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WINTER 2 0 0 5
 

All in a day's work

  Edited by Blake Rasmussen ’05 and Dawn Goodlove
Photos by David Lienemann ’05
 

 

 

 

 

 

 

 

 

 

 

 

 

 

 

 

 

 

 

Nia Doherty provides the music at a Friday morning Soul Feast service in Allee Chapel.

Nia Doherty, musician for chaplain’s office
Senior from Stillwater, Minn.
Majors: Biology, environmental studies

I became interested in the harp after I listened to some of my father’s Irish music growing up. It’s the only instrument I’ve ever played, and I started taking lessons in the third grade.

I saw an advertisement looking for student musicians to play at the college services. I basically just play at various campus services, usually the Friday Soul Feast and the Sunday Evensong services. I also play at special services, such as memorials, peace vigils, Christmas, and Easter.

Some of the more challenging services I’ve played have been outdoor services because you have to transport the harp to the location, sometimes over rough terrain. Harps are very sensitive to changes in temperature and can easily go out of tune if it’s too cold or warm. Any kind of moisture can damage a wooden instrument, and even the slightest breeze will vibrate the strings, causing them to hum like wind chimes. It’s a very pretty sound, but it can be inconvenient when you’re trying to play a song.

Playing music is so enjoyable for me because it’s a gift I can share with people, no matter the occasion. Most people enjoy the sound of the harp, and I think it adds to the emotional experience of a service. For me, it’s an excellent way to express myself. I try to show what I’m feeling through my playing. I’m not pursuing music as a career, but I plan to keep it for a hobby.


Josh Schroeder assists first-year student Shelly Wellington at the scorers table during a wrestling meet.

Josh Schroeder, sports information
Senior from Kingsley, Iowa
Majors: Secondary education, politics

Before the games I work, officials are always trying to be cute by giving fake names. The first couple of times I was sent to retrieve their names, I was so nervous that I began writing before I even started listening. Only after I heard the officials chuckle did I stop and look at my note pad where I had written “Barney Rubble.”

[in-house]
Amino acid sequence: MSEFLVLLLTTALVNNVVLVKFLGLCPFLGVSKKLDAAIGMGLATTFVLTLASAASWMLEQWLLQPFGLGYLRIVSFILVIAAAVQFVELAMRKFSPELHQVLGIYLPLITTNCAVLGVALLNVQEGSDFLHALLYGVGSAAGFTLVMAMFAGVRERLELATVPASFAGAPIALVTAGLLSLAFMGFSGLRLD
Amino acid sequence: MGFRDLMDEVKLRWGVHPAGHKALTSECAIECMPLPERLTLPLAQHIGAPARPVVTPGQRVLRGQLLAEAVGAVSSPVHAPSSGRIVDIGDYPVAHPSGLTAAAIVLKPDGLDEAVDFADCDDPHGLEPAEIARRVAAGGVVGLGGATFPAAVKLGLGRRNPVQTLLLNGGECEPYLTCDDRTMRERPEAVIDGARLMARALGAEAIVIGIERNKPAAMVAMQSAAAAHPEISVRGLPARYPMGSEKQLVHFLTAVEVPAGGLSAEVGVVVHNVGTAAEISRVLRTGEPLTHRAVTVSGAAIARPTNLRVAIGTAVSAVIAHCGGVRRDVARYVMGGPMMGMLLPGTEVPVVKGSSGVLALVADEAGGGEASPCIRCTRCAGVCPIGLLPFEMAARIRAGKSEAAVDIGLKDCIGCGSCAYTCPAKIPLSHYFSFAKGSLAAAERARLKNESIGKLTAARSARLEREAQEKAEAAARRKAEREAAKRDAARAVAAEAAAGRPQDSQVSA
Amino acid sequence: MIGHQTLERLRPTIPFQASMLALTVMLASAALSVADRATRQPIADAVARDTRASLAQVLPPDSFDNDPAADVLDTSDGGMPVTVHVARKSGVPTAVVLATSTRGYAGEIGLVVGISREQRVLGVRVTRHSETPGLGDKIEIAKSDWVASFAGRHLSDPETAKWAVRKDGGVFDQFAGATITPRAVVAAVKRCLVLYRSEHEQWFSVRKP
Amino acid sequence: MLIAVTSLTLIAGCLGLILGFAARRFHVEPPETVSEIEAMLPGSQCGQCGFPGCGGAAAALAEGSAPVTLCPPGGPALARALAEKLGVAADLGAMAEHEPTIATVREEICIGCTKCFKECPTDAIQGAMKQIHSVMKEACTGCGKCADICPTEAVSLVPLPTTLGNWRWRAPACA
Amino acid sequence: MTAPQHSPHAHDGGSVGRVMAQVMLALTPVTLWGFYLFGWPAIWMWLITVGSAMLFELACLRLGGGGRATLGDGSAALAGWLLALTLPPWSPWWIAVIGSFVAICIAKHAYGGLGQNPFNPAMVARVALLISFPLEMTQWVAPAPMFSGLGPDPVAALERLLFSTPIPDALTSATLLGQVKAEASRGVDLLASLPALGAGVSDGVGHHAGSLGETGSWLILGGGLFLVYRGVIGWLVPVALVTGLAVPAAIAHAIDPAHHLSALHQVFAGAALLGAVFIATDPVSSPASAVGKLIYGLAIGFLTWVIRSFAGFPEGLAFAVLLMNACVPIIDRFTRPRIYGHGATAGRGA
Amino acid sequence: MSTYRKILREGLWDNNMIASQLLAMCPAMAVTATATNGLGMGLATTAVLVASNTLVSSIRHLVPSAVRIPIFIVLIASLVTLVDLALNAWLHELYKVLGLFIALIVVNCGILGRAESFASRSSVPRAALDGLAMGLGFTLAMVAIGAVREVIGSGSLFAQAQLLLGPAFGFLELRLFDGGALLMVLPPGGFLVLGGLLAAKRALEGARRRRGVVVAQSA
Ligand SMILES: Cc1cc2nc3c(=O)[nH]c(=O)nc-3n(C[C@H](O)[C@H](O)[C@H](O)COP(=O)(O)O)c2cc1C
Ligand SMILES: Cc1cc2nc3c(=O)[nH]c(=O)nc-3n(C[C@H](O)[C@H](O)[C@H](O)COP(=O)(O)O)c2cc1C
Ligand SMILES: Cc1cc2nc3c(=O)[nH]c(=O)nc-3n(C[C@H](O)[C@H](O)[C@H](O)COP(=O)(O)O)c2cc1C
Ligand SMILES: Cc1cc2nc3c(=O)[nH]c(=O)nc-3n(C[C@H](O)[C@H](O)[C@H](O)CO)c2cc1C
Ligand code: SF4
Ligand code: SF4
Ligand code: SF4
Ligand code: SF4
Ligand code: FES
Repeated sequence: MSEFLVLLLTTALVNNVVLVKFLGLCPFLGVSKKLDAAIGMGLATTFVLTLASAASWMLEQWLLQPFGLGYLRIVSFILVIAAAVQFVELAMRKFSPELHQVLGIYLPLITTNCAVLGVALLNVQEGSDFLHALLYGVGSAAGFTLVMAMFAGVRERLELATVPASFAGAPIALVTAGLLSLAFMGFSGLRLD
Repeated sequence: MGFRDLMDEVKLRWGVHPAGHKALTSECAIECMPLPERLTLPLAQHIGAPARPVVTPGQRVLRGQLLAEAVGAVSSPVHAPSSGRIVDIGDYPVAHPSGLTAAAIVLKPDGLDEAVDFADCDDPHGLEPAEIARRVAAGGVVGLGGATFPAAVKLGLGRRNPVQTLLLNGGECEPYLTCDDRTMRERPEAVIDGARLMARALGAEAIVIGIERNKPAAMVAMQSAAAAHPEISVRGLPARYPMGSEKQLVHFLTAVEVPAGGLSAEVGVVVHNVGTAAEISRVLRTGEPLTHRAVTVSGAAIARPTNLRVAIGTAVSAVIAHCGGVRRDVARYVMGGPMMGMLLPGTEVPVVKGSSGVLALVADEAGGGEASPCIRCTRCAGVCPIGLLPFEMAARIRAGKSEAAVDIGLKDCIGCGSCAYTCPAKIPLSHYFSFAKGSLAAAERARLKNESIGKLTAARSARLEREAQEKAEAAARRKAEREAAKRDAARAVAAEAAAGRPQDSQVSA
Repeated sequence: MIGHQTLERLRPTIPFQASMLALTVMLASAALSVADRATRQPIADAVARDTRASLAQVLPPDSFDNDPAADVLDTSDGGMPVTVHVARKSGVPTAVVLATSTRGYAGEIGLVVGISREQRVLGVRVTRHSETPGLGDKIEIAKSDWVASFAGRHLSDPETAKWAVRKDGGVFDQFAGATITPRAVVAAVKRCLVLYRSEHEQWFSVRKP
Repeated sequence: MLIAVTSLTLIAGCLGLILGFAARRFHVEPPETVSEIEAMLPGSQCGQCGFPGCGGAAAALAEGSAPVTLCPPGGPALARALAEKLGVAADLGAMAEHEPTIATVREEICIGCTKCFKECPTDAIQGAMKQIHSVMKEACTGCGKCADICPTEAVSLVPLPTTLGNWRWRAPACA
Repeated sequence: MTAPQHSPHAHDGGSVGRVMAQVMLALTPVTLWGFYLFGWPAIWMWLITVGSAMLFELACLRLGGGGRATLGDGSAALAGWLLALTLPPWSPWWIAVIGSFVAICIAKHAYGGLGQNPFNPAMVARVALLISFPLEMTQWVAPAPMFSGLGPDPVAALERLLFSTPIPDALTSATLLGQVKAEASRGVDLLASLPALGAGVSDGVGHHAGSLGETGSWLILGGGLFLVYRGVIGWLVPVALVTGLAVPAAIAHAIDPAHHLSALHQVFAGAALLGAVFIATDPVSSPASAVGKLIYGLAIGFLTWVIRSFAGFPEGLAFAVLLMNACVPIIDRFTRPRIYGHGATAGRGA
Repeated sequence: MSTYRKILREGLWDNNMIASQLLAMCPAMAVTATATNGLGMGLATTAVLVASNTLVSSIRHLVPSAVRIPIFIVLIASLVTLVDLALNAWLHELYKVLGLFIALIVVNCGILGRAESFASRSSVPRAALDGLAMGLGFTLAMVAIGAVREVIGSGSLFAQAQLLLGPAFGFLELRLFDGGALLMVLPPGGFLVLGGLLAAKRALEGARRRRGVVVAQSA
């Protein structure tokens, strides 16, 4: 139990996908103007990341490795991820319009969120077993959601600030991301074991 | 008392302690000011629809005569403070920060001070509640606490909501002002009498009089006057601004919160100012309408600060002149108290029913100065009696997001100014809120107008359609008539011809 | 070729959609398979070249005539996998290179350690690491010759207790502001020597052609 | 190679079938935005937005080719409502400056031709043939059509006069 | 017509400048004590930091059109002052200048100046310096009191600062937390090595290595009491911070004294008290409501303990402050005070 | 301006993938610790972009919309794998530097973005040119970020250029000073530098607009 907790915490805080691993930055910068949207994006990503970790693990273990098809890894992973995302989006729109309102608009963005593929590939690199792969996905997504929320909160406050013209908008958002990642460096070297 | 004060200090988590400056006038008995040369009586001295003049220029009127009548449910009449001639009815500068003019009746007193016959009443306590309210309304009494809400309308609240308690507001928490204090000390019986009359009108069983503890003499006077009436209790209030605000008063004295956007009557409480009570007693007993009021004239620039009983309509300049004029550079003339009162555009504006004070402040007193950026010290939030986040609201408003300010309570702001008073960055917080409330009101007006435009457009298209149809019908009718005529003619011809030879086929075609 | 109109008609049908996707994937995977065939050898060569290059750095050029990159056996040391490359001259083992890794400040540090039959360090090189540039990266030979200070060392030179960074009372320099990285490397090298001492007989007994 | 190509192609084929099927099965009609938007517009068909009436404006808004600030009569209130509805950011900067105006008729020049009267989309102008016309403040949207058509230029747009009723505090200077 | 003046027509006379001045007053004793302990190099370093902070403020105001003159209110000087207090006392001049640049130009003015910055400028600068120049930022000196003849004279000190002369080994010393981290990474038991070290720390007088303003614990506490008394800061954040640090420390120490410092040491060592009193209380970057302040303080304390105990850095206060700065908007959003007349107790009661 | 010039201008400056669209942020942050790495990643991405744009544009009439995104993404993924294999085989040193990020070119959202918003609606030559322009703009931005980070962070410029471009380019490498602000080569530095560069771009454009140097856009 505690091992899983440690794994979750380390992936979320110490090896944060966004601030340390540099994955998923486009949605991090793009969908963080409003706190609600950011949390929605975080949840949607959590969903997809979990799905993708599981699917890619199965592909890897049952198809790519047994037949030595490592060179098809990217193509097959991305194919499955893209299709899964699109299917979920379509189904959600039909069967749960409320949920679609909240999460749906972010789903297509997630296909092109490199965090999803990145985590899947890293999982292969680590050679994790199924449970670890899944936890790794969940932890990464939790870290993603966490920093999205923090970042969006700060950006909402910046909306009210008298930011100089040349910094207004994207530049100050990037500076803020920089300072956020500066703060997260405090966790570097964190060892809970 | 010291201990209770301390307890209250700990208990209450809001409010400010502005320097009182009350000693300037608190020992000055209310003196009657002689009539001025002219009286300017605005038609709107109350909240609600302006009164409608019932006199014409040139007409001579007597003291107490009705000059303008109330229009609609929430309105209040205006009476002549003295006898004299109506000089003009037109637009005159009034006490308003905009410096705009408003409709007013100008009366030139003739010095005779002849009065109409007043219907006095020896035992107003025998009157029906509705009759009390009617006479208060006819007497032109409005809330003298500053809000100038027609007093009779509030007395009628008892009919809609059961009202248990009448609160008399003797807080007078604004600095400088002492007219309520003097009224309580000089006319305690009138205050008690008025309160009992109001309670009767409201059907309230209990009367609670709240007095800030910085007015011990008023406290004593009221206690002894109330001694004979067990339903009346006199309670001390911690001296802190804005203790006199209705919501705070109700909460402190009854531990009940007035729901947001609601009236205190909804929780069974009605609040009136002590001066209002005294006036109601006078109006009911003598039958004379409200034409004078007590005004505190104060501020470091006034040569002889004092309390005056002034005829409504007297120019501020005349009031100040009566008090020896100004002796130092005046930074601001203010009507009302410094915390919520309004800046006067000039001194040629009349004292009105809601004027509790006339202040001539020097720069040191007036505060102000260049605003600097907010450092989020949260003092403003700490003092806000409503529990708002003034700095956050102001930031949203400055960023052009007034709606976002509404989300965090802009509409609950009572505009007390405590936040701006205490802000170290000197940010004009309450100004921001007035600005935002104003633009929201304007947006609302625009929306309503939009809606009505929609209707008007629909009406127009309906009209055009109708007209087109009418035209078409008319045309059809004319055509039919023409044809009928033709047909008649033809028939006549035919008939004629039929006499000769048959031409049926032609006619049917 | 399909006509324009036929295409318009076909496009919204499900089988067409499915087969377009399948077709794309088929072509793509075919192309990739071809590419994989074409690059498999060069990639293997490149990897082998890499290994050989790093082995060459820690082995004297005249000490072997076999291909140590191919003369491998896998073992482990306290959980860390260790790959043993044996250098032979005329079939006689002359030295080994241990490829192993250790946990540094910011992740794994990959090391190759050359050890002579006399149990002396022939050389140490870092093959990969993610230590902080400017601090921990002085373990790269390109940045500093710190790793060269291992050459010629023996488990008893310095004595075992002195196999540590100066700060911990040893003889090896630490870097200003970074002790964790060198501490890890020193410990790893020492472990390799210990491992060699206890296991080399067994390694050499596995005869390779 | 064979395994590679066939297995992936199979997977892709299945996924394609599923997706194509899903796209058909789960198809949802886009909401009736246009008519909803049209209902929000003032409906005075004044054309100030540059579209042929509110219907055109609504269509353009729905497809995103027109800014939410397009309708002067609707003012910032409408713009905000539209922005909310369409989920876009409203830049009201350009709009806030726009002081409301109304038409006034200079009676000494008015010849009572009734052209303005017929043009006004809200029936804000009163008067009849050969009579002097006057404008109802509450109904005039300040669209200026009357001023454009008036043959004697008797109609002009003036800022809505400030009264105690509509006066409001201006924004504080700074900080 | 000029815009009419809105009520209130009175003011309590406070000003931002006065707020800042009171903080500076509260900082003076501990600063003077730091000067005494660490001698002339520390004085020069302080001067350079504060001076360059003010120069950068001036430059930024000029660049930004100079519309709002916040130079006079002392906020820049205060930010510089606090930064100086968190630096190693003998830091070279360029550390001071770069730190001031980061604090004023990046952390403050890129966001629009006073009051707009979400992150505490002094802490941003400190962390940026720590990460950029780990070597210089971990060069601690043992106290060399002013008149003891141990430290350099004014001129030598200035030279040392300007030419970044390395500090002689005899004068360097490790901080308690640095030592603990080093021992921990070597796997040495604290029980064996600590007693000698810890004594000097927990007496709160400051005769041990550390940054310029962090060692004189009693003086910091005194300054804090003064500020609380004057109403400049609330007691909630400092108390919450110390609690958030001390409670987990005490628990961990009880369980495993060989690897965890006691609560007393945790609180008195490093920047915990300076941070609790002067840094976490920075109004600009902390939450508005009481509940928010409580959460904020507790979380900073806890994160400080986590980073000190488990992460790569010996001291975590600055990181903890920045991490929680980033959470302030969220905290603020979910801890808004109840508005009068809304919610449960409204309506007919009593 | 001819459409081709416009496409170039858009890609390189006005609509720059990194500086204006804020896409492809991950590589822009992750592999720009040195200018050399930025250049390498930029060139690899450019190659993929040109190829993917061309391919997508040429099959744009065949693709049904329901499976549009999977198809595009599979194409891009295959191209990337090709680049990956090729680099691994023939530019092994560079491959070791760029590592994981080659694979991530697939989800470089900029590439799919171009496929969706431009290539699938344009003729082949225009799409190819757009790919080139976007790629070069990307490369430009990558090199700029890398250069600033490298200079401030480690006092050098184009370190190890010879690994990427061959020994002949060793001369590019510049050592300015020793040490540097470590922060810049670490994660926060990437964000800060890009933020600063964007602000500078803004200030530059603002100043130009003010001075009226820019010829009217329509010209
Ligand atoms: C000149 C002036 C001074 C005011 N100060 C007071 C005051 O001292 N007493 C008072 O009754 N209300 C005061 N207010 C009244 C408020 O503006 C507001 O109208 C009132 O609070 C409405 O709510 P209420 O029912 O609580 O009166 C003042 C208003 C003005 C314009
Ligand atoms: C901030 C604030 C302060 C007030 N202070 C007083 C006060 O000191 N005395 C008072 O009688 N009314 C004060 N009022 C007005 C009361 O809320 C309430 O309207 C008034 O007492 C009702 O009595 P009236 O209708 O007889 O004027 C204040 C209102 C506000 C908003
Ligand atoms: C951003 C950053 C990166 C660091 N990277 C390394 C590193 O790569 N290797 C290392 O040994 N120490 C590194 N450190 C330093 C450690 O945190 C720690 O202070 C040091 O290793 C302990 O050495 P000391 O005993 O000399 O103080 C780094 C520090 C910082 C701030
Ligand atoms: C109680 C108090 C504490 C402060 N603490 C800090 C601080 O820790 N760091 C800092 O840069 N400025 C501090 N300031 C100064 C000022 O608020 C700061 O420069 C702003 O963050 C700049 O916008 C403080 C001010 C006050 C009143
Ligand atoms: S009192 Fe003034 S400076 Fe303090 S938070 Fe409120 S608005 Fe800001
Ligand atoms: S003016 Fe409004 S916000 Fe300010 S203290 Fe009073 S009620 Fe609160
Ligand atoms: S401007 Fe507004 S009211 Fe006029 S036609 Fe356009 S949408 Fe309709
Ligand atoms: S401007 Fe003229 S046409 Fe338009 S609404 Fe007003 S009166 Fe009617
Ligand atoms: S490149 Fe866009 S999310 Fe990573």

I’ve done public address work at soccer, baseball, and softball games. I learned the hard way that it’s a good idea to check pronunciation before announcing names. And even then there are times that you butcher the name after spending a good five minutes
figuring it out. I’ve also read the wrong lineup or had the wrong lineup provided to me. At soccer matches,
wind and rain can be a major factor. My sophomore year, a gust of wind took a lineup right out of my hand as I was announcing it. Good thing I was reading Cornell’s lineup and I knew everybody.

There have been more than a few times when I have asked for everyone to stand for the national anthem, and then the CD player either doesn’t work or the volume has been turned way down. So as we stand there in a prolonged silence, I’m thinking, “please work, please work, please work!”

I’ve also done research on a specific sport to determine career and season records. This has meant long hours in Cole Library in front of a microfilm reader dissecting old issues of The Cornellian and the Sun. Call me crazy, but I like it.


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